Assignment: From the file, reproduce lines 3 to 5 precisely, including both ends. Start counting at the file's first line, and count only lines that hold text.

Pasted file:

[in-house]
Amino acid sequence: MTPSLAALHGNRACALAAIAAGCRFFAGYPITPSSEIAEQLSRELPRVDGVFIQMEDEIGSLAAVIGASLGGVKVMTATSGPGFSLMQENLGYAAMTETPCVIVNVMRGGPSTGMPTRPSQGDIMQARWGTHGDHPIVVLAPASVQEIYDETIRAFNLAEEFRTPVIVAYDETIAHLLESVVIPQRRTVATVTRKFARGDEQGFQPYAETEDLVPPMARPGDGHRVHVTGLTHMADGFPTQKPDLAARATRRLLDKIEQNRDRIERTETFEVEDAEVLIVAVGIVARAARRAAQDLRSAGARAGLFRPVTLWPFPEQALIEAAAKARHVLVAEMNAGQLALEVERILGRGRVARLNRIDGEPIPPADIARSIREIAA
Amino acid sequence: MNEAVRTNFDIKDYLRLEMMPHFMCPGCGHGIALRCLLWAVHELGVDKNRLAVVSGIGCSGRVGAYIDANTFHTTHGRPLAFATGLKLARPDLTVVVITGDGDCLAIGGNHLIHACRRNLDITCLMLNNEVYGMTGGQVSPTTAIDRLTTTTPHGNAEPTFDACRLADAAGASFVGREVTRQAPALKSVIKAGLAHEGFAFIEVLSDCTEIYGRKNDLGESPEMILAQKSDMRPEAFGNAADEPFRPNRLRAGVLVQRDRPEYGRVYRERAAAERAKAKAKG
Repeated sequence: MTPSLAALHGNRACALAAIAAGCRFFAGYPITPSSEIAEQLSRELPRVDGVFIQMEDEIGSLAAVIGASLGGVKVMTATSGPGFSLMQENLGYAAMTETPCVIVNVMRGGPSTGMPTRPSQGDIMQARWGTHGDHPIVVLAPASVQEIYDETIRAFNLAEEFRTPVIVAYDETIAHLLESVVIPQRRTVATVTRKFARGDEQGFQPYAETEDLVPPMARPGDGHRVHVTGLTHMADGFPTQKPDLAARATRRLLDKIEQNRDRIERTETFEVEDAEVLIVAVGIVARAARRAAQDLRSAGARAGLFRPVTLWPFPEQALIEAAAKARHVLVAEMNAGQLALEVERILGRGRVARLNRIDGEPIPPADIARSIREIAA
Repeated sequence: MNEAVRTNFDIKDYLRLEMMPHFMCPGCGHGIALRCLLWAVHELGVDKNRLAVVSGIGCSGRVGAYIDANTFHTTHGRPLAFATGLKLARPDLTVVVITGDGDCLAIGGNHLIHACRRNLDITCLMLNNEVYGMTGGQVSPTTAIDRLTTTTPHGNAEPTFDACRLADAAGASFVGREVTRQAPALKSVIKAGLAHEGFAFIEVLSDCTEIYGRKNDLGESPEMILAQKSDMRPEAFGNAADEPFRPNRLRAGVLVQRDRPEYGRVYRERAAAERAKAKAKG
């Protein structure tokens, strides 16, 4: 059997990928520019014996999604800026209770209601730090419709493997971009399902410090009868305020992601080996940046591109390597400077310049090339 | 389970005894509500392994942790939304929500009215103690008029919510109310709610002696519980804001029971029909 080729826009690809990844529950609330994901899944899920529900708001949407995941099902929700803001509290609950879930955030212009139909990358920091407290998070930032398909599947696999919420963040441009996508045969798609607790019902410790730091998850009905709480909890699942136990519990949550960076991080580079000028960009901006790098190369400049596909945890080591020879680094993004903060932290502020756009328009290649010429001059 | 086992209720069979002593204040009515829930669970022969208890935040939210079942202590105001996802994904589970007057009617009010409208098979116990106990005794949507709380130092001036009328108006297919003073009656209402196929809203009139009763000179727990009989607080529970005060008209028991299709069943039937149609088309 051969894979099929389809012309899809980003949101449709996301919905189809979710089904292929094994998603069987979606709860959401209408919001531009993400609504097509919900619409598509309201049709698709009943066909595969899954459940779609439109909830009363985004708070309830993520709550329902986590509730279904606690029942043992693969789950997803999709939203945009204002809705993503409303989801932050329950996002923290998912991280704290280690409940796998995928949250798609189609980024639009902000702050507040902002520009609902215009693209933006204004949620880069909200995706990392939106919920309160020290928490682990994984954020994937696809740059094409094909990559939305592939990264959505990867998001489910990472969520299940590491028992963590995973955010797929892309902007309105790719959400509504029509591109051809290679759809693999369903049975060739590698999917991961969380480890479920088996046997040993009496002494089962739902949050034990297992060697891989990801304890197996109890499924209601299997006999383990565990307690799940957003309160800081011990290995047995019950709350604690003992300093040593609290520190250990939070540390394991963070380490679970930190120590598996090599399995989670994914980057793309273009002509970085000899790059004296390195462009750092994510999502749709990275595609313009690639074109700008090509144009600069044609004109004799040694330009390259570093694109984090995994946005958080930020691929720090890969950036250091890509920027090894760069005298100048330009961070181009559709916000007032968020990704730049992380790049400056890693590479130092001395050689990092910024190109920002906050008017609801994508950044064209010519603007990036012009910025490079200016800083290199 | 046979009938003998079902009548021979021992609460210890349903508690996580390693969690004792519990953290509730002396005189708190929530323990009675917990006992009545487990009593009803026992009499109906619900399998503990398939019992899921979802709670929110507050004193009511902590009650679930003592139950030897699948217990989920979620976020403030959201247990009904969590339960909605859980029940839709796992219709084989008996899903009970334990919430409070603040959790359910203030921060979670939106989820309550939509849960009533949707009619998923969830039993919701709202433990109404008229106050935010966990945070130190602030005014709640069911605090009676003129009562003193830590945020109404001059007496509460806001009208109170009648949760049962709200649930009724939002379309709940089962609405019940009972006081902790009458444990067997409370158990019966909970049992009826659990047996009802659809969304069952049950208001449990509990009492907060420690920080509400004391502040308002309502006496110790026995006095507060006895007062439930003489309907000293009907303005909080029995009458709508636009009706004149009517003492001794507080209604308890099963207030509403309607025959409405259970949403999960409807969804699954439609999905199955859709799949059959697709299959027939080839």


Amino acid sequence: MNEAVRTNFDIKDYLRLEMMPHFMCPGCGHGIALRCLLWAVHELGVDKNRLAVVSGIGCSGRVGAYIDANTFHTTHGRPLAFATGLKLARPDLTVVVITGDGDCLAIGGNHLIHACRRNLDITCLMLNNEVYGMTGGQVSPTTAIDRLTTTTPHGNAEPTFDACRLADAAGASFVGREVTRQAPALKSVIKAGLAHEGFAFIEVLSDCTEIYGRKNDLGESPEMILAQKSDMRPEAFGNAADEPFRPNRLRAGVLVQRDRPEYGRVYRERAAAERAKAKAKG
Repeated sequence: MTPSLAALHGNRACALAAIAAGCRFFAGYPITPSSEIAEQLSRELPRVDGVFIQMEDEIGSLAAVIGASLGGVKVMTATSGPGFSLMQENLGYAAMTETPCVIVNVMRGGPSTGMPTRPSQGDIMQARWGTHGDHPIVVLAPASVQEIYDETIRAFNLAEEFRTPVIVAYDETIAHLLESVVIPQRRTVATVTRKFARGDEQGFQPYAETEDLVPPMARPGDGHRVHVTGLTHMADGFPTQKPDLAARATRRLLDKIEQNRDRIERTETFEVEDAEVLIVAVGIVARAARRAAQDLRSAGARAGLFRPVTLWPFPEQALIEAAAKARHVLVAEMNAGQLALEVERILGRGRVARLNRIDGEPIPPADIARSIREIAA
Repeated sequence: MNEAVRTNFDIKDYLRLEMMPHFMCPGCGHGIALRCLLWAVHELGVDKNRLAVVSGIGCSGRVGAYIDANTFHTTHGRPLAFATGLKLARPDLTVVVITGDGDCLAIGGNHLIHACRRNLDITCLMLNNEVYGMTGGQVSPTTAIDRLTTTTPHGNAEPTFDACRLADAAGASFVGREVTRQAPALKSVIKAGLAHEGFAFIEVLSDCTEIYGRKNDLGESPEMILAQKSDMRPEAFGNAADEPFRPNRLRAGVLVQRDRPEYGRVYRERAAAERAKAKAKG